Statistics Definitions > What is a bin (or Class Interval) in statistics?
What is a Bin in statistics? Overview
In statistics, data is usually sorted in one way or another. You might sort the data into classes, categories, by range or placement on the number line. A bin — sometimes called a class interval — is a way of sorting data in a histogram. It’s very similar to the idea of putting data into categories.
What is a bin in statistics: Why not use “Categories” instead of Class Intervals?
When you put data into categories, you’re putting them into those categories without any thoughts about how that data might tell you something. Basic sorting into categories like male/female or yes/no does exist in statistics, but when it comes to making a histogram you’re aiming to make a chart that tells you some very good information about how your data is spread out. Therefore you want to carefully choose categories/classes. You can think of a bin as being a physical bin where you might sort objects into.
Imagine you’re working in a clothing store and want to know which shoe items is most popular in your inventory. If you only fill one bin, your bin might end up overflowing pretty fast and you’d have no information. You could try using different bins for flats, heels, sneakers and sandals. That might give you a better idea about your inventory. Or you could further add bins for black heels, white heels and so on. It’s the same principle when choosing bins for a histogram; you want to choose the right amount of bins to give you the information you need.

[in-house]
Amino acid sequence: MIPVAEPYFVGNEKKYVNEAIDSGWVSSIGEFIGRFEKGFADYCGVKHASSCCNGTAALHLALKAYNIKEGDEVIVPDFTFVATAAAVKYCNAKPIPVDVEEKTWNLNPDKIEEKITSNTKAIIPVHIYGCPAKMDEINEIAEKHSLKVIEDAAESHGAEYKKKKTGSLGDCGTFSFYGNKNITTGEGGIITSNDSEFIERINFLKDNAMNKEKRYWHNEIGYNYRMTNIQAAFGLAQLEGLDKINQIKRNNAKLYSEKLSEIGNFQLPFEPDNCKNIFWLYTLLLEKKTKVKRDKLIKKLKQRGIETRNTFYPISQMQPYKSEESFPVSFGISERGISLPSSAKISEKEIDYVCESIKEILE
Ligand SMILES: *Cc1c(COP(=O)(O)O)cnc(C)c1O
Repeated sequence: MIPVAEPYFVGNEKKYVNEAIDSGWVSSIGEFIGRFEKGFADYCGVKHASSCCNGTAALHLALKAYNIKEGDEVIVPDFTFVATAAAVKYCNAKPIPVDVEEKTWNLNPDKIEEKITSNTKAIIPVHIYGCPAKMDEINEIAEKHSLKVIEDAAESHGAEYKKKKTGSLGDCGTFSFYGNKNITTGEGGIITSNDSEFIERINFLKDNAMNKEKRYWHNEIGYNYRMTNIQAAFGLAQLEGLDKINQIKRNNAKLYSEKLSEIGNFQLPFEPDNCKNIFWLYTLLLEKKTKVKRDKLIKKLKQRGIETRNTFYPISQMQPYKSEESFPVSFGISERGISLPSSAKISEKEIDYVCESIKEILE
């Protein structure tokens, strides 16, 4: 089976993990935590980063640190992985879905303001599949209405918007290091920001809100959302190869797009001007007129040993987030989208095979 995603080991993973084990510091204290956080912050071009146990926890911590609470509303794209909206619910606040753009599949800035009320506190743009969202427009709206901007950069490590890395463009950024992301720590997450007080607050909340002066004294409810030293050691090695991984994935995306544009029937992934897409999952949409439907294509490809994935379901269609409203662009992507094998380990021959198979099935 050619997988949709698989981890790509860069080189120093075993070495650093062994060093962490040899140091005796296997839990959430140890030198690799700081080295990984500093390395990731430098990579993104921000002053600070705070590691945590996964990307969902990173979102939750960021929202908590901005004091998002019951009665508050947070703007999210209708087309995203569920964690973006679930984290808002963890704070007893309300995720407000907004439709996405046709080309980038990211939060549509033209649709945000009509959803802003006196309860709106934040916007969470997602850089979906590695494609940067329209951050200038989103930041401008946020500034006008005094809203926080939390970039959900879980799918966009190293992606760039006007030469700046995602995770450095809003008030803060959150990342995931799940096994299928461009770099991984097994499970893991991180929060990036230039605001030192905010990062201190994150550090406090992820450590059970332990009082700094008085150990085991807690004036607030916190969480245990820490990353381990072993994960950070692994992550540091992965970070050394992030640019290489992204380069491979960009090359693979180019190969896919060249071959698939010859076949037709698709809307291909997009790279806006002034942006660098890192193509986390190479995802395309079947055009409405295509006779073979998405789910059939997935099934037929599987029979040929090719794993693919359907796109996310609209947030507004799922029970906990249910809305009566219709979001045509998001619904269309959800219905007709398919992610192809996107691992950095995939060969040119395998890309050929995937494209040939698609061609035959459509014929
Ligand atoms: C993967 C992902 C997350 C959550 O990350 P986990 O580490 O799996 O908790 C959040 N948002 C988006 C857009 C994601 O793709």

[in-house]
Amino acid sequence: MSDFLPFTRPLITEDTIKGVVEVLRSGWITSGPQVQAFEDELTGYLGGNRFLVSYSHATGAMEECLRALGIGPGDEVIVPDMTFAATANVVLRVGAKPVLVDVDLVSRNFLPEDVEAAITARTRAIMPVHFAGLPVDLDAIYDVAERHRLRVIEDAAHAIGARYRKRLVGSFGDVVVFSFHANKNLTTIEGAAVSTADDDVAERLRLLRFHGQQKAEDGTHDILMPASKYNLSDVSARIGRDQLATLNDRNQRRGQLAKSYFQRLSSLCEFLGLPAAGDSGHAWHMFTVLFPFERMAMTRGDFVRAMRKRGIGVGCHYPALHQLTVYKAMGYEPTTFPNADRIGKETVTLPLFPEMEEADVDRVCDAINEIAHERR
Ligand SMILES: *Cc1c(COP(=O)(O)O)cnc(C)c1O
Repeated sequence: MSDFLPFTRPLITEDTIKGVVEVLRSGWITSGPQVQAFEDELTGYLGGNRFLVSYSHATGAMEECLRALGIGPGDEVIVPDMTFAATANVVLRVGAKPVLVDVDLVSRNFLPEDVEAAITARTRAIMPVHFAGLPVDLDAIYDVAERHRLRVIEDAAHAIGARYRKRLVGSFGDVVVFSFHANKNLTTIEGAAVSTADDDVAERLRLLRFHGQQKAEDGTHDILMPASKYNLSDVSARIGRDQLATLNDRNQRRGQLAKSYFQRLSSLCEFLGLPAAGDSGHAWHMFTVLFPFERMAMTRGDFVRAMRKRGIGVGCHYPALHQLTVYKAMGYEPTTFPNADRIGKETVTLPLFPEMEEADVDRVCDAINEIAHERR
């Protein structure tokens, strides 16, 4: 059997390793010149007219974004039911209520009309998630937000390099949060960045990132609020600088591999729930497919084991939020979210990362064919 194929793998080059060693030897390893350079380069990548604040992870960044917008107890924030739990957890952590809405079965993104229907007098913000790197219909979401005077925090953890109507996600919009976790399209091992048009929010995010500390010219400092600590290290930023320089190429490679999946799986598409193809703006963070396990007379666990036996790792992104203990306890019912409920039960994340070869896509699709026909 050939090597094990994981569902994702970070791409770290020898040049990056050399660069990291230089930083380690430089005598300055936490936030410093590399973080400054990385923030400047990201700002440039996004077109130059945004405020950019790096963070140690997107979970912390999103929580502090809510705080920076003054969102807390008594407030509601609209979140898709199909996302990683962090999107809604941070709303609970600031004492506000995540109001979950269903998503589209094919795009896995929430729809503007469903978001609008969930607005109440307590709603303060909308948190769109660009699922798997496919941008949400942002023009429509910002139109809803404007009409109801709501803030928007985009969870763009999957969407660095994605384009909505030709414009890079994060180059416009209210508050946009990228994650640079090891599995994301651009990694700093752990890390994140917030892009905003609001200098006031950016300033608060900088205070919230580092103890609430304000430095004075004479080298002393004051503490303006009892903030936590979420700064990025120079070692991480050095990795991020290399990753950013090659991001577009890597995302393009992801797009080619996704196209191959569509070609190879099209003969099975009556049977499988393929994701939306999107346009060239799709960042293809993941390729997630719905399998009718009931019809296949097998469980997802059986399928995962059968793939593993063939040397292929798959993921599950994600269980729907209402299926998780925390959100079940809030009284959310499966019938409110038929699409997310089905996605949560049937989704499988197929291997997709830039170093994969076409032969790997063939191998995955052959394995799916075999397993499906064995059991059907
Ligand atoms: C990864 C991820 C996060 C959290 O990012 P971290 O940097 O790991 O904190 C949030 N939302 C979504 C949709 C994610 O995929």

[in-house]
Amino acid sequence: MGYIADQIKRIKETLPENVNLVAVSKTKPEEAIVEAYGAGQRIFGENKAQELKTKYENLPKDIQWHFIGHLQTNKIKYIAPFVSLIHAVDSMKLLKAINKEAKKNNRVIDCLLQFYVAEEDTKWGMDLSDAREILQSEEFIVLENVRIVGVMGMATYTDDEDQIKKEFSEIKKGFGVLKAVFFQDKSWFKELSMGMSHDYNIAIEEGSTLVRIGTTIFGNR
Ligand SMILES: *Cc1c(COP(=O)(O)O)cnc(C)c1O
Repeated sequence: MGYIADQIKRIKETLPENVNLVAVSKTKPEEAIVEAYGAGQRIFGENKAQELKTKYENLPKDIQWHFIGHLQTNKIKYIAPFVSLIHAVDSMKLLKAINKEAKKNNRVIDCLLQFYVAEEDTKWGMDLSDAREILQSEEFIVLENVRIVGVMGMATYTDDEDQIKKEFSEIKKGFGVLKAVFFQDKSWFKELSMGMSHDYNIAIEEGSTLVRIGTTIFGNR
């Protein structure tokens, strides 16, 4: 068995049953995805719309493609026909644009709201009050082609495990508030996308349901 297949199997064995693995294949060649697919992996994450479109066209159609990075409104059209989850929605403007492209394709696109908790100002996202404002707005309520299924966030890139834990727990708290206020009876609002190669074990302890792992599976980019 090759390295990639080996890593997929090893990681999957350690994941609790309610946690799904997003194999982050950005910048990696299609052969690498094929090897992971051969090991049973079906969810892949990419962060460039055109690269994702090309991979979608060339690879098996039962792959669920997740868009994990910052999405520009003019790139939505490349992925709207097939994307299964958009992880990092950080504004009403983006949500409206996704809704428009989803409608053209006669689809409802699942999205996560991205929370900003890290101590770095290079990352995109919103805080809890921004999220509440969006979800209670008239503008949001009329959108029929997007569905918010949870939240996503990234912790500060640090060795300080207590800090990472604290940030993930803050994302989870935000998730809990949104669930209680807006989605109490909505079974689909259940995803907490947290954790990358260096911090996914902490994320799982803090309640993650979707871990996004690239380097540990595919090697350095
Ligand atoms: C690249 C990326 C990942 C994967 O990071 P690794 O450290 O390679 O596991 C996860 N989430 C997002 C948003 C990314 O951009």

What is a bin in statistics: Choosing bins
Choosing bins can be done by hand for simple histograms in most cases. For example, if you are making a histogram for exam scores, choosing bins that matches grades (70-79, 80-89, 90-100) is a fairly obvious choice. You have two numbers associated with each bin: the low value (sometimes called bin low), which in this example would be 70, 80, 90 and the high value (sometimes called bin high) which for this example is 79 89 100.
In most cases though, choosing bins isn’t going to be that simple especially for large data sets. When dealing with large sets of numbers, you’re usually better off using technology like Microsoft Excel to create a histogram (how to create a histogram in excel 2007), because if your bin choice doesn’t make for a nice-looking diagram you can dynamically change the bin values without having to draw a graph.
That said, if you want to choose bin sizes by hand, watch this video or click the link below for the full article:
If you prefer an online interactive environment to learn R and statistics, this free R Tutorial by Datacamp is a great way to get started. If you're are somewhat comfortable with R and are interested in going deeper into Statistics, try this Statistics with R track.Comments are now closed for this post. Need help or want to post a correction? Please post a comment on our Facebook page and I'll do my best to help!